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Home Affordable Foreclosure Alternatives Program (known as HAFA) went into effect on April 5, 2010. HAFA allows owners to participate in a “short sale” with standardized procedures and expedited timelines. Short sales are traditionally the hardest and longest transactions to complete and involve dozens of hours of phone calls and paperwork and a very high level of expertise. HAFA, it is hoped, will streamline this process. It is important to note, however, that HAFA does not replace the traditional short sale. Rather, it is a stream-lined short sale process that applies to specific owners who have mortgages with specific, participating lenders.

HAFA Is Not For Everyone

HAFA is not a mandated program that all lenders must follow. Nor does it apply to all distressed home owners. HAFA only applies to lenders that voluntarily participate in the HAMP Mortgage Modification Program. The good news is that this includes most major, national lenders, such as: Citi, Bank of America, Wells Fargo, GMAC Mortgage, Chase, Litton, and many others. The bad news is that the program does not apply to Fannie Mae or Freddie Mac loans, which account for a huge percentage of home loans. Nor does it apply to most smaller, local lenders.

In addition, the program does not apply to the following:

  • Loans originated after January 2009,
  • Loans with a balance over $729,750,
  • Property that is not the seller’s principal residence,
  • Loans where the total monthly mortgage payment does not exceed 31% of the seller’s gross income.

In other words, HAFA may make a difference for some distressed home owners. But, it may not even apply for a large group of owners and their lenders. In that case, the traditional short sale process may still be a viable option.

How It Works

HAFA is a short sale program designed to work with the Federal home loan modification program called HAMP. The HAMP program is intended to allow distressed homeowners to stay in their homes by using mortgage modifications that lower their monthly payment. The Federal government recognized that many (if not most) homeowners either did not qualify for HAMP or could not even pay the lowered mortgage payment. HAFA is intended to offer these home owners an option to sell their home through a streamlined short sale process.
Traditional Short Sale

In a traditional short sale, the home owner needs to request a short sale from the lender. The process, in a nutshell, goes something like this:

  1. Sellers and/or Realtor contact lender and initiate discussions about short sale.
  2. Sellers collect reams of documents to prove to the lender that they cannot pay the mortgage.
  3. The Realtor lists the property and tries to find a buyer, having no idea how much the lender will demand or what purchase price will be enough for a short sale.
  4. Once a buyer has signed an offer to purchase, the seller submits a “short sale package” to the bank. The package contains all financial information and documentation showing the seller is unable to pay and the offer to purchase.
  5. The bank often (usually) requests additional documents and follow up documents and it can take many efforts, phone calls and faxes to finally confirm that the bank has what it needs.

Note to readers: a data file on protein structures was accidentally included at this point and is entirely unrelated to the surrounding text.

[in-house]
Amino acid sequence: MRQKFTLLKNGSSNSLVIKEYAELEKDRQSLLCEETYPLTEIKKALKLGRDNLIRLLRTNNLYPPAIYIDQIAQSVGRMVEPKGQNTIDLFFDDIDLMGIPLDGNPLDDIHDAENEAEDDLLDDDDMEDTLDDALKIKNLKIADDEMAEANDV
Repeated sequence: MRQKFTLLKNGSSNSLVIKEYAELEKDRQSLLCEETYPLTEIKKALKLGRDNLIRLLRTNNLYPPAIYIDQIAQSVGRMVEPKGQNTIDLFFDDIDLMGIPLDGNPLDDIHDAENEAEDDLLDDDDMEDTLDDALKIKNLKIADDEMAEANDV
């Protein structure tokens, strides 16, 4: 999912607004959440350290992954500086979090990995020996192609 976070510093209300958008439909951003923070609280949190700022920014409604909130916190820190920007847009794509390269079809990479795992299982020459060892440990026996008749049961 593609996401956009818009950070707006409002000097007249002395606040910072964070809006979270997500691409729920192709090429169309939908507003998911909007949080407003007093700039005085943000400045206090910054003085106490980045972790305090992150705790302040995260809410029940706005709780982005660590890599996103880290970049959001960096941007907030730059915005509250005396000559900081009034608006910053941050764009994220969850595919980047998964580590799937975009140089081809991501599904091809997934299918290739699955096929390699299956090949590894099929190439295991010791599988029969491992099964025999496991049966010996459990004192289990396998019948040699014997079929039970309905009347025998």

6. The Seller, Realtor, and perhaps attorney spend weeks or months negotiating with the bank over the terms of the short sale, including the purchase price, what closing costs and commissions will or will not be paid, how much money the seller might need to contribute at closing, and whether the bank will forgive the debt or demand a deficiency after closing.
  7. The Bank finally approves the short sale based on the purchase price, offer to purchase, and any amendments that needed to be negotiated to get bank approval;
  8. The sale finally closes.

This process can take months, and in some cases more than a year. Every lender has slightly different requirements and they each handle transactions differently. Most short sales require dozens upon dozens of long phone calls and an unbelievable level of persistence, patience, and hard work. And, Sellers and Realtors must repeat this process for every second mortgage. Up Until the moment of closing, the seller may not know if the lender will demand a deficiency. If the lender does demand a deficiency, the Seller will still owe the bank after closing.

HAFA Short Sale Process

HAFA is intended to streamline and standardize the procedures for short sales. The HAFA process goes something like this:

  1. Seller applies for mortgage modification through HAMP program and is either denied or misses payments;
  2. The lender must proactively notify the Seller about the option of a HAFA short sale (or the seller can ask);
  3. The lender sends a Short Sale Agreement (SSA) and a blank document called a Request for Approval of Short Sale (RASS);
  4. The Seller has 14 days to sign the SSA and return it to the lender along with the Realtor’s listing agreement and a title search showing any other mortgages or liens;
  5. The Lender will inform the Seller (even before any buyer submits an offer) what it will take to get short sale approval – either a purchase price or the amount of proceeds needed
  6. Once a buyer has signed an offer to purchase, the Seller and Realtor have 3 days to fill out and submit the Request for Approval of Short Sale (RASS) to the lender.
  7. The lender has 10 days to accept or deny the RASS;
  8. Upon acceptance of the RASS, the Seller proceeds to closing.